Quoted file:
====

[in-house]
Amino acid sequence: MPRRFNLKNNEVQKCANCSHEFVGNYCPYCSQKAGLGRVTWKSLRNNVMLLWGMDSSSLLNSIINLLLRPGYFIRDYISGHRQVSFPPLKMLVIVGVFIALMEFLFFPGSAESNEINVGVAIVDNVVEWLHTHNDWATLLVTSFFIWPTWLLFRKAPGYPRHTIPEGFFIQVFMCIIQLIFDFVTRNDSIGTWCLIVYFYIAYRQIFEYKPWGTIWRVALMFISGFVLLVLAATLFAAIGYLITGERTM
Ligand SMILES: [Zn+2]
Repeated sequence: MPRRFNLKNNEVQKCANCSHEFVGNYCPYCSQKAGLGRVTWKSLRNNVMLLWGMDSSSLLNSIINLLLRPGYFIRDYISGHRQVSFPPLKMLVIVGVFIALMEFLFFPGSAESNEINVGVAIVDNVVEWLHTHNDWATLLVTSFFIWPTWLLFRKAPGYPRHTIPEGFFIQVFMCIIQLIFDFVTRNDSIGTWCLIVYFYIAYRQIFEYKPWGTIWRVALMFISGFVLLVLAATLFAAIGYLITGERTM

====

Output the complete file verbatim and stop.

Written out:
[in-house]
Amino acid sequence: MPRRFNLKNNEVQKCANCSHEFVGNYCPYCSQKAGLGRVTWKSLRNNVMLLWGMDSSSLLNSIINLLLRPGYFIRDYISGHRQVSFPPLKMLVIVGVFIALMEFLFFPGSAESNEINVGVAIVDNVVEWLHTHNDWATLLVTSFFIWPTWLLFRKAPGYPRHTIPEGFFIQVFMCIIQLIFDFVTRNDSIGTWCLIVYFYIAYRQIFEYKPWGTIWRVALMFISGFVLLVLAATLFAAIGYLITGERTM
Ligand SMILES: [Zn+2]
Repeated sequence: MPRRFNLKNNEVQKCANCSHEFVGNYCPYCSQKAGLGRVTWKSLRNNVMLLWGMDSSSLLNSIINLLLRPGYFIRDYISGHRQVSFPPLKMLVIVGVFIALMEFLFFPGSAESNEINVGVAIVDNVVEWLHTHNDWATLLVTSFFIWPTWLLFRKAPGYPRHTIPEGFFIQVFMCIIQLIFDFVTRNDSIGTWCLIVYFYIAYRQIFEYKPWGTIWRVALMFISGFVLLVLAATLFAAIGYLITGERTM